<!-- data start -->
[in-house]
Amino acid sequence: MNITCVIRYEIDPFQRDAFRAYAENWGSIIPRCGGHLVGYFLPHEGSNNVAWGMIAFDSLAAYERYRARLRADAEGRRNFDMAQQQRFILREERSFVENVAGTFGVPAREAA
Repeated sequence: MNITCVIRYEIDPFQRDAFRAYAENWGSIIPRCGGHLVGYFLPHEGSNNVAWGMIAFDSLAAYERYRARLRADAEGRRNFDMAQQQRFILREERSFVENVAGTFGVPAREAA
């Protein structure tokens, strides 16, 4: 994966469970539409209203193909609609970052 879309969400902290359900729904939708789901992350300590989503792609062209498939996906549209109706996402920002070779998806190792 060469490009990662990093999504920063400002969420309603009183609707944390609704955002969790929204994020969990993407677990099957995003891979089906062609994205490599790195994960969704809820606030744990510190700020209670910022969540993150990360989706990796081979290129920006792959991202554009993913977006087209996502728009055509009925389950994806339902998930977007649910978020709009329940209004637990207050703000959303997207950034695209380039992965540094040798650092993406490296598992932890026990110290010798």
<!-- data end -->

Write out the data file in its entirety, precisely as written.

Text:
[in-house]
Amino acid sequence: MNITCVIRYEIDPFQRDAFRAYAENWGSIIPRCGGHLVGYFLPHEGSNNVAWGMIAFDSLAAYERYRARLRADAEGRRNFDMAQQQRFILREERSFVENVAGTFGVPAREAA
Repeated sequence: MNITCVIRYEIDPFQRDAFRAYAENWGSIIPRCGGHLVGYFLPHEGSNNVAWGMIAFDSLAAYERYRARLRADAEGRRNFDMAQQQRFILREERSFVENVAGTFGVPAREAA
């Protein structure tokens, strides 16, 4: 994966469970539409209203193909609609970052 879309969400902290359900729904939708789901992350300590989503792609062209498939996906549209109706996402920002070779998806190792 060469490009990662990093999504920063400002969420309603009183609707944390609704955002969790929204994020969990993407677990099957995003891979089906062609994205490599790195994960969704809820606030744990510190700020209670910022969540993150990360989706990796081979290129920006792959991202554009993913977006087209996502728009055509009925389950994806339902998930977007649910978020709009329940209004637990207050703000959303997207950034695209380039992965540094040798650092993406490296598992932890026990110290010798």